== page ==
What war began, revolution continued. The socialistic or semi-socialistic state needs money in order to carry on undertakings which do not pay, to support the unemployed, and to provide the people with cheap food. It also is unable to secure the necessary resources by means of taxation. It dare not tell the people the truth. The state-socialist principle of running the railways as a state institution would soon lose its popularity if it was proposed, say, to levy a special tax for covering their running losses. And the German and Austrian people would have been quicker in realizing where the resources came from that made bread cheaper if they themselves had to supply them in the form of a bread tax. In the same way, the German government that decided for the “policy of fulfillment” in opposition to the majority of the German people, was unable to provide itself with the necessary means except by printing notes. And when passive resistance in the Ruhr district gave rise to a need for enormous sums of money, these, again for political reasons, were only to be procured with the help of the printing press.
A government always finds itself obliged to resort to inflationary measures when it cannot negotiate loans and dare not levy taxes, because it has reason to fear that it will forfeit approval of the policy it is following if it reveals too soon the financial and general economic consequences of that policy. Thus inflation becomes the most important psychological resource of any economic policy whose consequences have to be concealed; and so in this sense it can be called an instrument of unpopular, i.e., of antidemocratic, policy, since by misleading public opinion it makes possible the continued existence of a system of government that would have no hope of the consent of the people if the circumstances were clearly laid before them. That is the political function of inflation. It explains why inflation has always been an important resource of policies of war and revolution and why we also find it in the service of socialism. When governments do not think it necessary to accommodate their expenditure to their revenue and arrogate to themselves the right of making up the deficit by issuing notes, their ideology is merely a disguised absolutism.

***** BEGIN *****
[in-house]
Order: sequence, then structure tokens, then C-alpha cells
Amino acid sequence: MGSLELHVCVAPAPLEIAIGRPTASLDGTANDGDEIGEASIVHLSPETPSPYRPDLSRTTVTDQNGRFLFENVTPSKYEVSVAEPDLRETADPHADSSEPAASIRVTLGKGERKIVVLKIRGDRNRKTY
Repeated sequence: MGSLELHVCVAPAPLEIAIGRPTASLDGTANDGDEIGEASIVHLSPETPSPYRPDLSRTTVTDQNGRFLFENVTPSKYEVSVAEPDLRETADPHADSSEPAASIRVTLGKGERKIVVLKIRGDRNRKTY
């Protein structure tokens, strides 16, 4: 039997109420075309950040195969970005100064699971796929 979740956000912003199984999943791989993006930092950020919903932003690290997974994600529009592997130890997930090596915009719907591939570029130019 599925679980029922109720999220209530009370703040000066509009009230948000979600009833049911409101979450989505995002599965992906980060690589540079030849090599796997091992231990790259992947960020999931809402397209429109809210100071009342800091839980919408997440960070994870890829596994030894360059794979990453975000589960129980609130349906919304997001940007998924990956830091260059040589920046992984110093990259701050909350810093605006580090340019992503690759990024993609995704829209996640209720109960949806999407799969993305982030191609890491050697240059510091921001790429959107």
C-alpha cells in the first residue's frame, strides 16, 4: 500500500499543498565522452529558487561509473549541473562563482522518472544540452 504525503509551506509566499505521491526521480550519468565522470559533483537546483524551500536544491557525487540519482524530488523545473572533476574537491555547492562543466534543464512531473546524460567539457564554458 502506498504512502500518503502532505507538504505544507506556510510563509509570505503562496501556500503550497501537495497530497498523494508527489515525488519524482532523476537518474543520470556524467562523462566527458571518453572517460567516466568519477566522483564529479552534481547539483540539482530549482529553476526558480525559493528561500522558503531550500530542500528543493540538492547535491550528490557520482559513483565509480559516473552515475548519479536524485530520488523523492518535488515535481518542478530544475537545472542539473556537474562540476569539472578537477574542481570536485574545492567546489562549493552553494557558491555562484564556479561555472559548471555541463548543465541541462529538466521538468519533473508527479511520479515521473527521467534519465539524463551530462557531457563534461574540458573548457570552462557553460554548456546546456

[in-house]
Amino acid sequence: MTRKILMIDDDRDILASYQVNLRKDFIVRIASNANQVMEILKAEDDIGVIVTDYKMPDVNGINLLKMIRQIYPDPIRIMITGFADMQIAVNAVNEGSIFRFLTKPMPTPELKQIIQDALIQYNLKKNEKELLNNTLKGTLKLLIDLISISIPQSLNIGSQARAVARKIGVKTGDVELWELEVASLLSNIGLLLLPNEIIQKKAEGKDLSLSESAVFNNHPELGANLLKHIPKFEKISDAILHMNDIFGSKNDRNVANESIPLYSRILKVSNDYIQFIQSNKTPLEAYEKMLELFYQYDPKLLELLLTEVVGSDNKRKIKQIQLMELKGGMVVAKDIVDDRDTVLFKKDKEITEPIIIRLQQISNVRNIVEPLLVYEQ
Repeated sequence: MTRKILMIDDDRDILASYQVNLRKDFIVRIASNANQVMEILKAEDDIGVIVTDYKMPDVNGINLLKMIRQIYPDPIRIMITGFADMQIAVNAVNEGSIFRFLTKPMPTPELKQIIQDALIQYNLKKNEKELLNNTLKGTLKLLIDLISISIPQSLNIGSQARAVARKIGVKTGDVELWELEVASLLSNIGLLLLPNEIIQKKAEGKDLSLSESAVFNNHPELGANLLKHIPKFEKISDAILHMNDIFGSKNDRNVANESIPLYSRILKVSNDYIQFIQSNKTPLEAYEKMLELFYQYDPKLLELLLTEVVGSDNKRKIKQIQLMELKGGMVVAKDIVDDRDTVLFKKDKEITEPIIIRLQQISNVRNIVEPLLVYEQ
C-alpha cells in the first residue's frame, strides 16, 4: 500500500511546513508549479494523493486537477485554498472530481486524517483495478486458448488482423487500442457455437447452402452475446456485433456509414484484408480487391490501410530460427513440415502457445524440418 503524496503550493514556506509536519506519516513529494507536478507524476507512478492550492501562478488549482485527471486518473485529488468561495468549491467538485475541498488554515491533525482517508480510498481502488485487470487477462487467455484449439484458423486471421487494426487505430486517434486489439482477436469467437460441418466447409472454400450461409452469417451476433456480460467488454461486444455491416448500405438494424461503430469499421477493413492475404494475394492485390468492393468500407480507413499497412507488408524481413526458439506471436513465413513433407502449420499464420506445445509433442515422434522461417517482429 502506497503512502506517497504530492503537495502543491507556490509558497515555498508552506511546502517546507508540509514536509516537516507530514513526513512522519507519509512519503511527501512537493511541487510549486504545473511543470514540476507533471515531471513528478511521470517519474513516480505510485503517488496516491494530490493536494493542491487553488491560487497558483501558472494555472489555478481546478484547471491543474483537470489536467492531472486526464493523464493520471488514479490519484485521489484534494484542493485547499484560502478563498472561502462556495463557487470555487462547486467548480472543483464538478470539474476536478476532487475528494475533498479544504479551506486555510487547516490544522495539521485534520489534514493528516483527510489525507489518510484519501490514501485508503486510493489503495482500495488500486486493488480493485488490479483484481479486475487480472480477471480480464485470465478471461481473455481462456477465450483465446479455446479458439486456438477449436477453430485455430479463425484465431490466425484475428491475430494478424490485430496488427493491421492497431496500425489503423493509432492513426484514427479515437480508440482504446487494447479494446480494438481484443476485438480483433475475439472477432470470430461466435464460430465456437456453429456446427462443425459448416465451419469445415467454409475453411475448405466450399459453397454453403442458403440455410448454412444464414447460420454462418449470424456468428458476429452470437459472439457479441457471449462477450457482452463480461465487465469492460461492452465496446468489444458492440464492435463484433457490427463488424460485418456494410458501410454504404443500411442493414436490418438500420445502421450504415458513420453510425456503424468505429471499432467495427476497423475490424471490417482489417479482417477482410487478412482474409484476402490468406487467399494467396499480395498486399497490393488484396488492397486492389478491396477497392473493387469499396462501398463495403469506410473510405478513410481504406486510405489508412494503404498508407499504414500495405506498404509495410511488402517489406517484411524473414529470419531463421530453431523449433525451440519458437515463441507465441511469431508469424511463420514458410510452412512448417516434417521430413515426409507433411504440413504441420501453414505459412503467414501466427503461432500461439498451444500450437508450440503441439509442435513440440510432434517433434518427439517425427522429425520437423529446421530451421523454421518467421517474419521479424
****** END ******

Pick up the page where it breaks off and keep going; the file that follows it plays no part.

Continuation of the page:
The various aims pursued by inflationists demand that the inflationary measures shall be carried through in various special ways. If depreciation is wanted in order to favor the debtor at the expense of the creditor, then the problem is to strike unexpectedly at creditor interests. As we have shown, to the extent to which it could be foreseen, an expected depreciation would be incapable of altering the relations between creditors and debtors. A policy aiming at a progressive diminution of the value of money does not benefit debtors.
If, on the other hand, the depreciation is desired in order to “stimulate production” and to make exportation easier and importation more difficult in relation to other countries, then it must be borne in mind that the absolute level of the value of money—its purchasing power in terms of commodities and services and its exchange ratio against other kinds of money—is without significance for external (as for internal) trade; the variations in the objective exchange value of money have an influence on business only so long as they are in progress. The “beneficial effects” on trade of the depreciation of money only last so long as the depreciation has not affected all commodities and services. Once the adjustment is completed, then these “beneficial effects” disappear. If it is desired to retain them permanently, continual resort must be had to fresh diminutions of the purchasing power of money. It is not enough to reduce the purchasing power of money by one set of measures only, as is erroneously supposed by numerous inflationist writers; only the progressive diminution of the value of money could permanently achieve the aims which they have in view.  But a monetary system that corresponds to these requirements can never be actually realized.